$$\begin{aligned} \begin{array}{c} \textsf {s}[ p ]: \textsf {end}\bowtie \textsf {s}[ q ]: \textsf {end}\quad \textsf {s}[ p ]: \underline{\textsf {end}} \bowtie \textsf {s}[ q ]: \underline{\textsf {end}} \quad \textsf {s}[ p ]: \textsf {end}\bowtie \textsf {s}[ q ]: \underline{\textsf {end}} \\ \textsf {s}[ p ]: \underline{\textsf {end}} \bowtie \textsf {s}[ q ]: \textsf {end}\quad \textsf {s}[ p ]: t \bowtie \textsf {s}[ q ]: t \ \ \ \frac{\displaystyle { \textsf {s}[ p ]: T \bowtie \textsf {s}[ q ]: T' }}{\displaystyle { \textsf {s}[ p ]: \mu t {.} T \bowtie \textsf {s}[ q ]: \mu t {.} T' }} \\ \frac{\displaystyle { \forall i \in I. \ \textsf {s}[ p ]: T_i \bowtie \textsf {s}[ q ]: T'_i }}{\displaystyle {\textsf {s}[ p ]: q ! \ \{l_i(S_i){.} T_i \}_{i \in I} \bowtie \textsf {s}[ q ]: p ? \ \{l_i(S_i){.} T'_i \}_{i \in I} }} \\ \frac{\displaystyle {\begin{array}{c} \textsf {s}[ p ]: T_1 \bowtie \textsf {s}[ q ]: T_2 \ \ \textsf {s}[ p ]: T'_1 \bowtie \textsf {s}[ q ]: T'_2 \ \ \textit{dom}(\mathcal {H}_1) = \textit{dom}(\mathcal {H}_2) \\ \forall F\in \textit{dom}(\mathcal {H}_1). \ \textsf {s}[ p ]: \mathcal {H}_1(F) \bowtie \textsf {s}[ q ]: \mathcal {H}_2(F) \end{array}}}{\displaystyle {\textsf {s}[ p ]: \textsf {t}(T_1 )\textsf {h}( \mathcal {H}_1 )^{\phi }{.} T'_1 \bowtie \textsf {s}[ q ]: \textsf {t}(T_2 )\textsf {h}( \mathcal {H}_2 )^{\phi }{.} T'_2}} \end{array} \end{aligned}$$

Operation \( T \! \downharpoonright \! p \) is to filter T to get the partial type which only contains actions of \( p \). For example, \( p_1 ! l' (S' ){.} p_2 ! l(S) \! \downharpoonright \! p _2 = p_2 ! l(S)\) and \( p_1 ! \{ T_1, T_2\} \! \downharpoonright \! p _2 = p_2 ? l(S)\) where \(T_1 = l_1(S_1){.} p_2 ? l(S)\) and \(T_2 = l_2(S_2){.} p_2 ? l(S)\). Next we define \( (\mathtt {h})_{ p \rightarrow q }\) to filter \(\mathtt {h}\) to generate (1) the normal message types sent from \( p \) heading to \( q \), and (2) the notifications heading to \( q \). For example Open image in new window . The message types are abbreviated to contain only necessary information.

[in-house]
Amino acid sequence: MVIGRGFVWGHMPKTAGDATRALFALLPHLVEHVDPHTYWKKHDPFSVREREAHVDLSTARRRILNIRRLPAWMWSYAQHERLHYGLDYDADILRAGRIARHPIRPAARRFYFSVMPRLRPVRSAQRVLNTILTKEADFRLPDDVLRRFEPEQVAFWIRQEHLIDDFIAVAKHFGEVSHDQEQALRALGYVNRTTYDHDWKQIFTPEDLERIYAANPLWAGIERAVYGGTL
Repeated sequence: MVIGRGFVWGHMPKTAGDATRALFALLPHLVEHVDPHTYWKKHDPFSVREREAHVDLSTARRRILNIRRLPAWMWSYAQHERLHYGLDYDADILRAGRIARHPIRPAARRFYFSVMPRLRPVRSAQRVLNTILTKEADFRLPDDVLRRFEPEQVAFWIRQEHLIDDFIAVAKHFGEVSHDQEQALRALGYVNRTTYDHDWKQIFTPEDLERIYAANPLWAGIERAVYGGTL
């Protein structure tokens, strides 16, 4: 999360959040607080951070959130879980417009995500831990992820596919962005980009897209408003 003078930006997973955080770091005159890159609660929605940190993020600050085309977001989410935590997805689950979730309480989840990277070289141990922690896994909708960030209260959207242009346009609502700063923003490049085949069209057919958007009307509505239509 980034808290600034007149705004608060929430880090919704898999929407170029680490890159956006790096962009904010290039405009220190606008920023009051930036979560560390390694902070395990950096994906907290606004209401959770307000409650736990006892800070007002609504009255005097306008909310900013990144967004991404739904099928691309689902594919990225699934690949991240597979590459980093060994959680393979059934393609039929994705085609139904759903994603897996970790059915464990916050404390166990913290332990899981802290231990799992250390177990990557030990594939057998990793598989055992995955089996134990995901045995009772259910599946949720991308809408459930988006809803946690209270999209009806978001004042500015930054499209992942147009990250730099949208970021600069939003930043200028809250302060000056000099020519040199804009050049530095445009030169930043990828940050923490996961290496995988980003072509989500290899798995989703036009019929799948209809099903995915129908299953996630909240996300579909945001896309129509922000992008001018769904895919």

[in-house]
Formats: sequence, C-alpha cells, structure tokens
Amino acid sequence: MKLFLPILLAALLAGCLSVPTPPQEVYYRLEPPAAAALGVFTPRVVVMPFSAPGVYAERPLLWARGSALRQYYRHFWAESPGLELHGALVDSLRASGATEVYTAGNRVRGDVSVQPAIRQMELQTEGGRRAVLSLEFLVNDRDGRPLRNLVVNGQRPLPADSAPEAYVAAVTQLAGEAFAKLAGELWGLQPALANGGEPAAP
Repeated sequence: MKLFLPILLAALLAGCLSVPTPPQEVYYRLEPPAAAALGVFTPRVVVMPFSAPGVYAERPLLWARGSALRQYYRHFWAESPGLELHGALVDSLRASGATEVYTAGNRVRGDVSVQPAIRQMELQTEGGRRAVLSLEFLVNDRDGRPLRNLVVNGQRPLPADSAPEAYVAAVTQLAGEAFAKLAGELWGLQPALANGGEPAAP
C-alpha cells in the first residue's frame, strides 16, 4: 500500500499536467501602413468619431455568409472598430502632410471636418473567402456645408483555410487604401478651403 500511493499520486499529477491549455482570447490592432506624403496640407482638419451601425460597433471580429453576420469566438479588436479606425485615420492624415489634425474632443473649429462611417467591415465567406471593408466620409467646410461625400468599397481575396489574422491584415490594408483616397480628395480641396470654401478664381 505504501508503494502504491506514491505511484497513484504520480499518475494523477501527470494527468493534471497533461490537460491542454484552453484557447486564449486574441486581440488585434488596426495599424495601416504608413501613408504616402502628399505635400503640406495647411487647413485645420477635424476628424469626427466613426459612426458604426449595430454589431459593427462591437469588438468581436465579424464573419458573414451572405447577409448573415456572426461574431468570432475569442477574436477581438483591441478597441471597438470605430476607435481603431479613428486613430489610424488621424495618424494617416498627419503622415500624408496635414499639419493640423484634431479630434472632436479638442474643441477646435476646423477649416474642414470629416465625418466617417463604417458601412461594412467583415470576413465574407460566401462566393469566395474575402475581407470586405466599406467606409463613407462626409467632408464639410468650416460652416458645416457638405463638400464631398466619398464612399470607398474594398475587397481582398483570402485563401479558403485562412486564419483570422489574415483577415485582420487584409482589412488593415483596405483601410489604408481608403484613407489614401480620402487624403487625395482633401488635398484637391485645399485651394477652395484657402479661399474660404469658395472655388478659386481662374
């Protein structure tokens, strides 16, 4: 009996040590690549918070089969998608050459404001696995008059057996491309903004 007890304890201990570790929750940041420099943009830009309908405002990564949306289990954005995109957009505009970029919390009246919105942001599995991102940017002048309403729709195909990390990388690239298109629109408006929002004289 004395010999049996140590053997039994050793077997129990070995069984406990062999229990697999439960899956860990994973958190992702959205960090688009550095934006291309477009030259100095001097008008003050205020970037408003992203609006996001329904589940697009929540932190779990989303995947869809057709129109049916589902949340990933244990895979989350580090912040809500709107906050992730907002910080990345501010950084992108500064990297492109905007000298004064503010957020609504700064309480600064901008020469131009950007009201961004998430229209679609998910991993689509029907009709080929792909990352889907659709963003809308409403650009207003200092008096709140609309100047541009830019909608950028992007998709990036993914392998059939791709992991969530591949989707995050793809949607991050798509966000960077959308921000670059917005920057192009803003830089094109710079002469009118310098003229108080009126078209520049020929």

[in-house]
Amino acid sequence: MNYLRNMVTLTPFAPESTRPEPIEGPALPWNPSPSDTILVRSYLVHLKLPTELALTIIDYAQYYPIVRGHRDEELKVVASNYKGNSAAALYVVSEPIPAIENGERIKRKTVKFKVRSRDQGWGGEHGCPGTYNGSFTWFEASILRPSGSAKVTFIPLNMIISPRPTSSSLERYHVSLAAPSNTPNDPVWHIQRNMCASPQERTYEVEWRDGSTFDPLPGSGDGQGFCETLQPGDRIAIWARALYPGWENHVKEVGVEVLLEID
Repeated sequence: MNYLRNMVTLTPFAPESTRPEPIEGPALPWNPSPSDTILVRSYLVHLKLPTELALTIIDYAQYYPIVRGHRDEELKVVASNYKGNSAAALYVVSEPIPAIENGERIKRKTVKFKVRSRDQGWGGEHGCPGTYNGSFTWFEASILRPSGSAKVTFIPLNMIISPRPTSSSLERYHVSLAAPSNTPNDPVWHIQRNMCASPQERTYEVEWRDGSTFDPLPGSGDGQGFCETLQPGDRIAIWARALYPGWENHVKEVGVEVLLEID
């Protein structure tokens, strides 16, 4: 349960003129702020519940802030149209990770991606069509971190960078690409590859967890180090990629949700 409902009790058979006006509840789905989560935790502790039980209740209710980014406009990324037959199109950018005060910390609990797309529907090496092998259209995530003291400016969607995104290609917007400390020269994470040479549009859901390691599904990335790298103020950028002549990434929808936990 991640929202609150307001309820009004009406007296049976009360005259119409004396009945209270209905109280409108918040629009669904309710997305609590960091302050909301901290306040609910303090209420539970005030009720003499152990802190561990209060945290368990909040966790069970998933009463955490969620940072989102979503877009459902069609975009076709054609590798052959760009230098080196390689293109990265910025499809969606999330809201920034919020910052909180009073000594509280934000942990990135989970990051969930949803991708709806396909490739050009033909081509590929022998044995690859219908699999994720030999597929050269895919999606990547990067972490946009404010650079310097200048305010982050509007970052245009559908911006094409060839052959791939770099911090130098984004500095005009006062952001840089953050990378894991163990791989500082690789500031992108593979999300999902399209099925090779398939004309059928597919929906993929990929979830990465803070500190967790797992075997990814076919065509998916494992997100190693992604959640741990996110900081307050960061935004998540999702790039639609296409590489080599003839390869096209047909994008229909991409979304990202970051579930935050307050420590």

We define \( T {-} \mathtt {ht}\) to mean the effect of \(\mathtt {ht}\) on T. Its concept is similar to the session remainder defined in [35], which returns new local types of participants after participants consume messages from the global queue. Since failure notifications will not be consumed in our system, and we only have to observe the change of a participant’s type after receiving or being triggered by some message types in \(\mathtt {ht}\), we say that \( T {-} \mathtt {ht}\) represents the effect of \(\mathtt {ht}\) on T. The behaviors follows our operational semantics of applications and systems defined in Figs. 6, 7, and 8. For example \( \textsf {t}( q ? \{ l_i(S_i) {.} T_i \}_{i \in I} )\textsf {h}( \mathcal {H} )^{\phi }{.}T' {-} q ? l_k (S_k){\cdot } \mathtt {ht} = \textsf {t}(T_k )\textsf {h}( \mathcal {H} )^{\phi }{.}T' {-} \mathtt {ht}\) where \(k \in I\).

Now we define what it means for \(\varDelta \) to be coherent under \(\varGamma \):

Definition 8

(Coherence). \(\varGamma \vdash \ \varDelta \) coherent if the following conditions hold:
  1. 1.

    If \(\textsf {s}: \mathtt {h}\in \varDelta \), then \(\exists G: ({F}, d) \in \varGamma \) and \(\{ p \ | \ \textsf {s}[ p ] \in \textit{dom}(\varDelta ) \} \subseteq \textit{roles}(G)\) and G is well-formed and \(\forall p \in \textit{roles}(G), G \! \! \upharpoonright _{} \! \! p \) is defined.

  2. 2.